Contraceptive use high in HK
SPENDING on family planning services and the use of contraception in Hong Kong are among the highest in the world, according to a survey.
The study, released by a group called Population Action International yesterday to coincide with the United Nations International Conference on Population and Development in Cairo (See Page 11), showed that Hong Kong had the second highest percentage of couples using contraception.
Top of the contraceptive users was China, which enforces a one-child policy, with 83 per cent of couples using contraception, followed by 81 per cent in Hong Kong.
The territory, which is not represented at the Cairo conference, was also one of only six countries surveyed which spent more than US$2 (HK$15.44) per capita per year on family planning.
Spending of US$2.35 per capita put Hong Kong in first place in the East and Southeast Asia region ahead of Taiwan at US$2.20, and in fourth position overall behind Costa Rica, Jamaica and Mauritius.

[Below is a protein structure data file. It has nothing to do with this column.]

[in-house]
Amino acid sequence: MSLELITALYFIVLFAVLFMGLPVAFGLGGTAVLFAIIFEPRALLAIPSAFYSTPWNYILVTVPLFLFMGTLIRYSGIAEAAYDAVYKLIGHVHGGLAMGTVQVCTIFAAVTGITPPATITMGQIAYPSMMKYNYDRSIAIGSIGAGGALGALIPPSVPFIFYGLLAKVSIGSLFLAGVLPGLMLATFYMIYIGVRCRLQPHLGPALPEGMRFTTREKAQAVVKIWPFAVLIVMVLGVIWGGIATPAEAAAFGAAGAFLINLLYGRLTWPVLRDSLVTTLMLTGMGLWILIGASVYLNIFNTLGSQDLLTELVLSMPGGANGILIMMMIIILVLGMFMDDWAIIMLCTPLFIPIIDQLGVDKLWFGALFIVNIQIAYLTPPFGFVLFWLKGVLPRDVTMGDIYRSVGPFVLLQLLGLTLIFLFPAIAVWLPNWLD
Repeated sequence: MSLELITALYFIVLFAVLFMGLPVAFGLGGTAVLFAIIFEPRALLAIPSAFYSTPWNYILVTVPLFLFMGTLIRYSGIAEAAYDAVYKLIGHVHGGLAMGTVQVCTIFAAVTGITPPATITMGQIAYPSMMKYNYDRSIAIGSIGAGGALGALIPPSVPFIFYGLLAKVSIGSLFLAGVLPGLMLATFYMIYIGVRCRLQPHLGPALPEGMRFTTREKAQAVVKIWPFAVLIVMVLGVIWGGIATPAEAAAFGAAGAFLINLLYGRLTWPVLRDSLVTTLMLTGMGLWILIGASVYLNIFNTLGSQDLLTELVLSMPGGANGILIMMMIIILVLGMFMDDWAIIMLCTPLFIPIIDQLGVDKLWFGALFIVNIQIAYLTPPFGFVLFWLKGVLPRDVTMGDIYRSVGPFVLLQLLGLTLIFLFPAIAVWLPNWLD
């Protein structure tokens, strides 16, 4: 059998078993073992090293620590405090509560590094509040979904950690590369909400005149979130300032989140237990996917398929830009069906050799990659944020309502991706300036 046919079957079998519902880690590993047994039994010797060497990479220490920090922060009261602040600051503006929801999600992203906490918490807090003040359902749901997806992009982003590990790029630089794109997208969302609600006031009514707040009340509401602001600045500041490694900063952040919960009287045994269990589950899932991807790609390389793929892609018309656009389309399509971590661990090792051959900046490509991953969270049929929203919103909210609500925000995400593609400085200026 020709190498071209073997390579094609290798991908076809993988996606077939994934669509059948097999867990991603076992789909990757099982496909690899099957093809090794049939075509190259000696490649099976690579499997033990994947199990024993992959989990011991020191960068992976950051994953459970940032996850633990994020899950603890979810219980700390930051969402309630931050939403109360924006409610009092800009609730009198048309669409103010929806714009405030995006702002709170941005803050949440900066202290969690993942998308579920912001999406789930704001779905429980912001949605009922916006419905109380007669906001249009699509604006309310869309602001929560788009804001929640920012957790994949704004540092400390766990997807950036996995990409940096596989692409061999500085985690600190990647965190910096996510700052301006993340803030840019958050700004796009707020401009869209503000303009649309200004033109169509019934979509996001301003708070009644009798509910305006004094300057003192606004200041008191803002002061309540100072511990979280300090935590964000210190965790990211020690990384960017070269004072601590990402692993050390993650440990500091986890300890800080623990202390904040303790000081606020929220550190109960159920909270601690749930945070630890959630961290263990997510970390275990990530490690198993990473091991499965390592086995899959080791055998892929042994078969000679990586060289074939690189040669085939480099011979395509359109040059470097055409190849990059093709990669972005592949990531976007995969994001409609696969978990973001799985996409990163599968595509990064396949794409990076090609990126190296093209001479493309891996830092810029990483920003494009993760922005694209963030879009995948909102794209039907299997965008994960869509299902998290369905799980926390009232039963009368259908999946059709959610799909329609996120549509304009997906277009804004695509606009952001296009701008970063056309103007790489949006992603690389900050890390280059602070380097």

According to the survey, China spends only US$1.15 per capita on family planning, in spite of having the highest percentage of users.
A spokesman for the Health and Welfare Branch said: 'Unlike in many less developed countries, many women in Hong Kong prefer to receive advice on family planning from their own physician or gynaecologist in the private sector.' The survey showed that the Hong Kong Government contributed only 45 US cents to the per capita total.
The Health and Welfare Branch spokesman said present expenditure on family planning was sufficient to cope with demand.
Family planning services are provided at the Department of Health's maternal and child health centres, by the Family Planning Association and by private doctors.
The survey also showed that the average number of children per woman in Hong Kong was the lowest of the countries surveyed at 1.4, with Laos the highest in East and Southeast Asia at 6.1 and Rwanda the highest overall at 8.5.
Laos had the lowest percentage of couples using contraceptives in East and Southeast Asia at an estimated 18 per cent, while the lowest overall was in Angola at just two per cent.